A history of censorship in three books

Written by Beulah | 20th September 2019

Banned Books Week has become an internationally recognised celebration of censored books, with readers all over the world joining in. Titles on the list of banned books include Alice's Adventures in Wonderland, The Satanic Verses and The Communist Manifesto. However our rare books expert – Mark Harrison – believes that we should be paying just as much attention to the books that didn’t get banned.

The banning of books has never been a logical process and the “rules” that govern its are not uniformly upheld or administered. “Banned books are fascinating, but often it is what is left out that is more interesting,” Mark explains. “We often find that controversial books that didn’t get banned can tell us a lot about the social mores and hypocrisies governing censorship at the time.”

A Vindication of the Rights of Woman by Mary Wollstonecraft, 1792

A landmark feminist essay that touched on many subjects that are still controversial today, it’s miraculous that A Vindication of the Rights of Woman hasn’t been banned by any country or ended up on the Index Librorum Prohibitorum (a list of works which Roman Catholics were forbidden to read). Universal education and rights for women are the main themes Wollstonecraft touches upon, but it’s the strong undercurrent of republicanism running throughout Vindication, the anti-monarchy, anti-aristocracy sentiment that makes the lack of banning even more bewildering. So how did Vindication avoid censorship?

Ironically, it may well be that the sexism that Wollstonecraft railed against is what saved Vindication. The censorship of books for reasons of national security has overwhelmingly focused on literature by male authors. For the majority of the UK’s history, women have had less opportunity to partake in political and public life, which meant that they were also less likely to see their work censored. Happily, the emergence of women as credible political agitators coincided with a relaxing in censorship, leaving Wollstonecraft’s work in a (literal) no-man’s land: strong enough to merit publication, underestimated enough to avoid censure.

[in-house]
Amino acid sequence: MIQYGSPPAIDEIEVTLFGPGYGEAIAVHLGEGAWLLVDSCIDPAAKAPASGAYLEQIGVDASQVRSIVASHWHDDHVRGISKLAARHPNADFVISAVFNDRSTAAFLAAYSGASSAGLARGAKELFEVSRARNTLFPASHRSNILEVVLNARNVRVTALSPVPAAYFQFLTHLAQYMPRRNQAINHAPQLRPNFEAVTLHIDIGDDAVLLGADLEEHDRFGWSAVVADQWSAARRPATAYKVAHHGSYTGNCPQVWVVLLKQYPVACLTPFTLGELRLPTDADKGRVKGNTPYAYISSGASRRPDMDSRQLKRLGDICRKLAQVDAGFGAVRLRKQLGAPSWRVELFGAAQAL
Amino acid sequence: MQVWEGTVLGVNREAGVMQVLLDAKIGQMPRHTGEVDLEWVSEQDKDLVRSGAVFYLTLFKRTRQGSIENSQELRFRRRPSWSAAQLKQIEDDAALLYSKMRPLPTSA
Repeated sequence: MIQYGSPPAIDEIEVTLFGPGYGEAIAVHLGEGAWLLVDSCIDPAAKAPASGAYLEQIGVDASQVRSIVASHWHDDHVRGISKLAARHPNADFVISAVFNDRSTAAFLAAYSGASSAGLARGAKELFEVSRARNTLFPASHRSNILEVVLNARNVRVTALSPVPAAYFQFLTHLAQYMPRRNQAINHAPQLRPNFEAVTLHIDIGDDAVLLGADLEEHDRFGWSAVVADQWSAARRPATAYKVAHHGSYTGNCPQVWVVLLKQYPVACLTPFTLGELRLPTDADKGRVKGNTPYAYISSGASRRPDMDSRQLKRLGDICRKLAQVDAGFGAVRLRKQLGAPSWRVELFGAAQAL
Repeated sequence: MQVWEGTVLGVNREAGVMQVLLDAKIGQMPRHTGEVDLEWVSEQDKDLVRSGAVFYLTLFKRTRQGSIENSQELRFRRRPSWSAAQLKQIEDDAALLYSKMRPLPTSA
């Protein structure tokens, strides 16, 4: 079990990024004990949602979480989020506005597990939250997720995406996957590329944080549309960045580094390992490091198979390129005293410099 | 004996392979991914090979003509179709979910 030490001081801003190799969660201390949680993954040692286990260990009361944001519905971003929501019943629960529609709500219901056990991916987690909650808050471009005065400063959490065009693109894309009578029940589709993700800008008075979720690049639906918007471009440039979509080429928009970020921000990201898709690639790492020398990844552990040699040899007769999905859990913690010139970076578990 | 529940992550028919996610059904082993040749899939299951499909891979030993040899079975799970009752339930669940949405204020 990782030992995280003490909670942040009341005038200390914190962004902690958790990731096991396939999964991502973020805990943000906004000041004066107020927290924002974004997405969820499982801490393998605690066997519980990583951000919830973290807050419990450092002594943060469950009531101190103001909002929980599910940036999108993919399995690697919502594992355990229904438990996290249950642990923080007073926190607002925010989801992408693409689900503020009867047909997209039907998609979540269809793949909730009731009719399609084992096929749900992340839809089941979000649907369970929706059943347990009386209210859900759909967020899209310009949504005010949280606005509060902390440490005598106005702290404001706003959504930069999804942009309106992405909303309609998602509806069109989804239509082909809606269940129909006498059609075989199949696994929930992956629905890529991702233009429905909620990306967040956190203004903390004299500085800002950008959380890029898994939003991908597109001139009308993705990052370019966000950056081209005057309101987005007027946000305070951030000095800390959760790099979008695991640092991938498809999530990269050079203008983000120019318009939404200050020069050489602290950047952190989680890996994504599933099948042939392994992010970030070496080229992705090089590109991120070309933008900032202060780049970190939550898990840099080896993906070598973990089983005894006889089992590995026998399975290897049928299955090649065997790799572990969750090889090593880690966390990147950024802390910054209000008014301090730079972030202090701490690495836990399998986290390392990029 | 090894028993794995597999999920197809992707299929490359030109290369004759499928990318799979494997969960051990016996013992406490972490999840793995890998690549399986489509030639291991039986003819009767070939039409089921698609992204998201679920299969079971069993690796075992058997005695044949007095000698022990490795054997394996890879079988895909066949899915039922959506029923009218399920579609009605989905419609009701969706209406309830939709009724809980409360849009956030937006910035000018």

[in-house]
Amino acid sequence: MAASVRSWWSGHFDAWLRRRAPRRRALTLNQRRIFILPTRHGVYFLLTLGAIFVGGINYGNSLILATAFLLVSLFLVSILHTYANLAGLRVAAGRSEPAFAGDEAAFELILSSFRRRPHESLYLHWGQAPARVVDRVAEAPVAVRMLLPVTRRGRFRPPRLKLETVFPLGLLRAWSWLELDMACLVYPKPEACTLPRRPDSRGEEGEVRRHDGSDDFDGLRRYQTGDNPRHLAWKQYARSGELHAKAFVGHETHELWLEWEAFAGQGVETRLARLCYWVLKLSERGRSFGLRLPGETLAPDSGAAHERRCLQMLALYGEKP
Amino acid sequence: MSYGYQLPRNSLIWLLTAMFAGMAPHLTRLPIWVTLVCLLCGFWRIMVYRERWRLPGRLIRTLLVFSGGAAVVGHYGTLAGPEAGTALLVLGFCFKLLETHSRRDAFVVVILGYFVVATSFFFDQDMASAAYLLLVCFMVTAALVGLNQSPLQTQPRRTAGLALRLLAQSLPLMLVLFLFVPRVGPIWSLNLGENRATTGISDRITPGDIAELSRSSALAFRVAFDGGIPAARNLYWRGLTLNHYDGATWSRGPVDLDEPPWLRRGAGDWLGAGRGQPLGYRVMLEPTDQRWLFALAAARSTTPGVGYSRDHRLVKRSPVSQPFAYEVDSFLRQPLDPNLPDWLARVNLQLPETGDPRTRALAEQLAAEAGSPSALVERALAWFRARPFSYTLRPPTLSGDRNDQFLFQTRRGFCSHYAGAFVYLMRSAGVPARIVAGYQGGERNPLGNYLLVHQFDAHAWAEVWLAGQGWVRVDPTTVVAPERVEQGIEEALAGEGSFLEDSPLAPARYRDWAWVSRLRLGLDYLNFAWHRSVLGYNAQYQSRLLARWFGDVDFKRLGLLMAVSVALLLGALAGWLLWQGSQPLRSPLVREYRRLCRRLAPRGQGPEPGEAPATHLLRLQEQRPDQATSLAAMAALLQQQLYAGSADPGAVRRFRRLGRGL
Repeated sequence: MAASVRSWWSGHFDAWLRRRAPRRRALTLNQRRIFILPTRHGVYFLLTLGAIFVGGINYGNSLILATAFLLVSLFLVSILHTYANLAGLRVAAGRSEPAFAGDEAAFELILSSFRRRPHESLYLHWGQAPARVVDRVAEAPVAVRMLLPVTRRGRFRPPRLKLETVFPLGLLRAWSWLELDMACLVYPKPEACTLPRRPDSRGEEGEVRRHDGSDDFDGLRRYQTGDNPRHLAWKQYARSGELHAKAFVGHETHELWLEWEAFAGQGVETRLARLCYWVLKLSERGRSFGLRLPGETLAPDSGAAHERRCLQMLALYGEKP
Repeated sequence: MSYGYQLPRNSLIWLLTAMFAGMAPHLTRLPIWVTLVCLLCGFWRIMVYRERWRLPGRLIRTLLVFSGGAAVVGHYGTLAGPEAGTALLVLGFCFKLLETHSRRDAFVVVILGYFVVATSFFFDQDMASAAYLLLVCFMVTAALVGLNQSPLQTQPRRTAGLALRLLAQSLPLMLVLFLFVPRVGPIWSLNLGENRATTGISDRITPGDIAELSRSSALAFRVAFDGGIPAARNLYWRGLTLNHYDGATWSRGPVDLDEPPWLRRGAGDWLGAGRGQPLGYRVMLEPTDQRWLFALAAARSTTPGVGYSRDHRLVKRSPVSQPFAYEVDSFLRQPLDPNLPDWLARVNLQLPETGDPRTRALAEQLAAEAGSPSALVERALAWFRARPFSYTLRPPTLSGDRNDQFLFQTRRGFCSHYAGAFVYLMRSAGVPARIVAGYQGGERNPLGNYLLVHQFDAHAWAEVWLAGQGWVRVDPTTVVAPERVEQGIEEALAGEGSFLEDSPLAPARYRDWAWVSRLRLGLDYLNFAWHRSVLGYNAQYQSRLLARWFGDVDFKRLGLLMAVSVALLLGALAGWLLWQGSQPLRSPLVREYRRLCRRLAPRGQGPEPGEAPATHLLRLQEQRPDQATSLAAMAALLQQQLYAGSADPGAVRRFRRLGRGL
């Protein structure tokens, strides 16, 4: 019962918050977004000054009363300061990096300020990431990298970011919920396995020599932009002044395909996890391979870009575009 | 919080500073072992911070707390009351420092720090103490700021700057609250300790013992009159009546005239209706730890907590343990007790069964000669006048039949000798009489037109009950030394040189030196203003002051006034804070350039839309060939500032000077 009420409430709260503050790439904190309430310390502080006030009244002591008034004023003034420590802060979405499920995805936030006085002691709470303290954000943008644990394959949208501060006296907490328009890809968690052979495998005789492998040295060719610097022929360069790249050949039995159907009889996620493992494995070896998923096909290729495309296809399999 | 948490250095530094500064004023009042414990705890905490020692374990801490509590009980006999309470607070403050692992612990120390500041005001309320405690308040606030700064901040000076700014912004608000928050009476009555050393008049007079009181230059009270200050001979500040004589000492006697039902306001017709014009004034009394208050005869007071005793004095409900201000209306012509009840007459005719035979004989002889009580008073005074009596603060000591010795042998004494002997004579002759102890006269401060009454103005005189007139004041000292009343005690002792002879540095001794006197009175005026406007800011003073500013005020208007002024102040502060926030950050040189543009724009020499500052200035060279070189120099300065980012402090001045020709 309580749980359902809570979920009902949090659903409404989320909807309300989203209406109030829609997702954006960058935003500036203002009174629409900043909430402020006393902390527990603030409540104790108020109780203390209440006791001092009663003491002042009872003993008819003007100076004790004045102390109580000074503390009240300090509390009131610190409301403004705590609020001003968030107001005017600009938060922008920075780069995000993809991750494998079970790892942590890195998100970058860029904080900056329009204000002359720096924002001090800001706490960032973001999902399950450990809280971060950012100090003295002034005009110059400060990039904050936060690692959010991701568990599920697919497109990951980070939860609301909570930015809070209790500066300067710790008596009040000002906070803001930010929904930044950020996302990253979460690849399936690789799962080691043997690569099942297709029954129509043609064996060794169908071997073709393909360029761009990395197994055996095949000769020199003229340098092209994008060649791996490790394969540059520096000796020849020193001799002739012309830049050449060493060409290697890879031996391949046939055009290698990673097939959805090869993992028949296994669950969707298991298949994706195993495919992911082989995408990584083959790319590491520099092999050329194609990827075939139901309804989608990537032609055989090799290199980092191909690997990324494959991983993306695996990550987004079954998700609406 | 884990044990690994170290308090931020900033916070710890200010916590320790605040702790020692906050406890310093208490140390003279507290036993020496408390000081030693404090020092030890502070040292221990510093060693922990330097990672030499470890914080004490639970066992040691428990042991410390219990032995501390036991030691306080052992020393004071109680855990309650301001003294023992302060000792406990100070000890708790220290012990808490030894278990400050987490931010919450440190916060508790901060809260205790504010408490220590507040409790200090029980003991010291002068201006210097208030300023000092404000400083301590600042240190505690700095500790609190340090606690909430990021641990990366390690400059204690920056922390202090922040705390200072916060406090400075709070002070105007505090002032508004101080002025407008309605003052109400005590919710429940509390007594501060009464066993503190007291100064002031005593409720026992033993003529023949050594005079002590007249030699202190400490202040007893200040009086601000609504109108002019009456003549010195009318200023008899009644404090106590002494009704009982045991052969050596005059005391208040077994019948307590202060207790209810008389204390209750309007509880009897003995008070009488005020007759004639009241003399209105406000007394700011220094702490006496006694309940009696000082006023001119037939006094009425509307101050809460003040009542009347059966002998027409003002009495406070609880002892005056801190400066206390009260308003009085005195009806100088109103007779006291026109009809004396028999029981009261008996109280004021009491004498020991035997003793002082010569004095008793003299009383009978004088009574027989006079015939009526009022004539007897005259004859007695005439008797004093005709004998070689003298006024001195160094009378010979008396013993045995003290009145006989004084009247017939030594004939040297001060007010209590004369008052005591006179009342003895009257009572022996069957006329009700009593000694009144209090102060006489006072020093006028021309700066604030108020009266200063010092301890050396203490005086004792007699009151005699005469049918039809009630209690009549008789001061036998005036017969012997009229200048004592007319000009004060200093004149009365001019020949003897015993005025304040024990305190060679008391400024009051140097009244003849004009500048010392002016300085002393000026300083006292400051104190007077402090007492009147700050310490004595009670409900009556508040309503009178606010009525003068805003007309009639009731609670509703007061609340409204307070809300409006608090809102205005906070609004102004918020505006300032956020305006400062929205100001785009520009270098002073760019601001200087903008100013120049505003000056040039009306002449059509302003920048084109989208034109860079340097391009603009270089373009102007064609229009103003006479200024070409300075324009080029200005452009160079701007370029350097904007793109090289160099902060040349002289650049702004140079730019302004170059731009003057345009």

A statue of Charles Darwin at the London Natural History Museum

On the Origin of Species by Charles Darwin, 1859

“The Index Librorum Prohibitorum seemed to include virtually every interesting work prior to its abolition in 1966,” Mark says. “Yet the works of Charles Darwin were never placed on the index, despite the enormous impact his work had on the faith of millions and on the view of contemporary religion in the 19th century.”

The reason that Darwin’s works didn’t make it onto the Index Librorum Prohibitorum is that the list focused on books that were considered to be obviously heretical or immoral. Despite the fact that On the Origin of Species laid the foundations for evolutionary biology, Darwin didn’t go as far as to claim that the Christian God was not the creator. He instead laid out an alternative version of the story of Genesis; a controversial argument in itself but not explicitly heretical.

Another interesting theory as to why On the Origin of Species didn’t get banned was advanced by Reverend Hubert Wolf in 2005. Wolf surmised that the Catholic church may have adopted a more relaxed attitude to banning scientific texts following the controversial and high-profile censorship of Galileo. Galileo’s theory that the Earth revolves around the Sun was eventually proved to be correct. Not long after, the Index ceased reviewing scientific publications, unless they explicitly focused on theology.

Banned Books Week was founded in 1982 by Judith Krug

Notes of a Native Son by James Baldwin, 1955

Much like A Vindication of the Rights of Woman, James Baldwin’s seminal collection of essays – Notes of a Native Son – was groundbreaking enough that had it been written by a white man, it almost certainly would have been banned. The collection dealt with subjects that were considered taboo to mid-20th century Western society: racism (both in the United States and in Europe), colourism, classism, disillusionment within the black community, domestic violence and toxic masculinity. All of which was enough to see books dealing with similar subjects banned.

Despite causing a stir upon publication, Notes of a Native Son was never banned. In fact, the only book of Baldwin’s explosive bibliography to be banned was Another Country, which was outlawed by the Australian government (describing it as: “continually smeared with indecent, offensive and dirty epithets and allusions”). As Baldwin’s contemporaries were frequently banned (Ralph Ellis, Toni Morrison, Allan Ginsberg, etc) it’s surprising to see that Baldwin, one of the most influential voices of the civil rights movement, remained uncensored.

These three books escaped censorship and helped influence generations of thought leaders and arguably the world. And while censorship still exists, it’s worth remembering, as with these books, that truth and meaning always finds a way of working its way through. While these writers’ contemporaries overlooked them, it’s a lesson in history that to be quiet is not to be silent.


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